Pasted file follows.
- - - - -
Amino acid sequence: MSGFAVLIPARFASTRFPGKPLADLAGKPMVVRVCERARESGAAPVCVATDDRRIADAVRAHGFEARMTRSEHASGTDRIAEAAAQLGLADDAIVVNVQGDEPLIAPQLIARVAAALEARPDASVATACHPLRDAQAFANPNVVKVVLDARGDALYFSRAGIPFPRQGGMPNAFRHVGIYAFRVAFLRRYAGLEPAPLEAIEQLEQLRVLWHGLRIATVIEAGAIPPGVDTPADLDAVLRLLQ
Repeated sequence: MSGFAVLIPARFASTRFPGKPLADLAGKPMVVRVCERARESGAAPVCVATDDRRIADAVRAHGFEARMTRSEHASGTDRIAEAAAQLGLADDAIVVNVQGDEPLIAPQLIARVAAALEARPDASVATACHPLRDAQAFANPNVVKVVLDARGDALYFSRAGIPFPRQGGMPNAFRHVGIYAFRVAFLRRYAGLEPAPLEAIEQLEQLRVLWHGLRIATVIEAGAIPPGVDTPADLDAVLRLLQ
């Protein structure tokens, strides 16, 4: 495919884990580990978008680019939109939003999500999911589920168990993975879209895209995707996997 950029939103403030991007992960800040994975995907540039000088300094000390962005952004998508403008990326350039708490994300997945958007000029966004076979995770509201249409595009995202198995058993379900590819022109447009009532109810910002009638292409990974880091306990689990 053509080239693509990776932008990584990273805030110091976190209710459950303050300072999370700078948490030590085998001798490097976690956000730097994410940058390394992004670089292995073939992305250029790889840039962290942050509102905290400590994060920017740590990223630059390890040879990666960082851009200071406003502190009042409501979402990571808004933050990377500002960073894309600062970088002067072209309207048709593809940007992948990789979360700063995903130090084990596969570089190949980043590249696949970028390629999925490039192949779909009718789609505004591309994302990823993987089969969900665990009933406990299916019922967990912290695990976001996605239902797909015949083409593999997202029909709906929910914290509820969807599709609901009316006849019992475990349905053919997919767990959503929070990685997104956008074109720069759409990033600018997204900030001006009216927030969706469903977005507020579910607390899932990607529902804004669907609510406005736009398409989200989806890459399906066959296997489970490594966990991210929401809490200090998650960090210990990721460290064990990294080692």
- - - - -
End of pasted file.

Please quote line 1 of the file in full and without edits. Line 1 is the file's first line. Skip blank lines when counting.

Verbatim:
Amino acid sequence: MSGFAVLIPARFASTRFPGKPLADLAGKPMVVRVCERARESGAAPVCVATDDRRIADAVRAHGFEARMTRSEHASGTDRIAEAAAQLGLADDAIVVNVQGDEPLIAPQLIARVAAALEARPDASVATACHPLRDAQAFANPNVVKVVLDARGDALYFSRAGIPFPRQGGMPNAFRHVGIYAFRVAFLRRYAGLEPAPLEAIEQLEQLRVLWHGLRIATVIEAGAIPPGVDTPADLDAVLRLLQ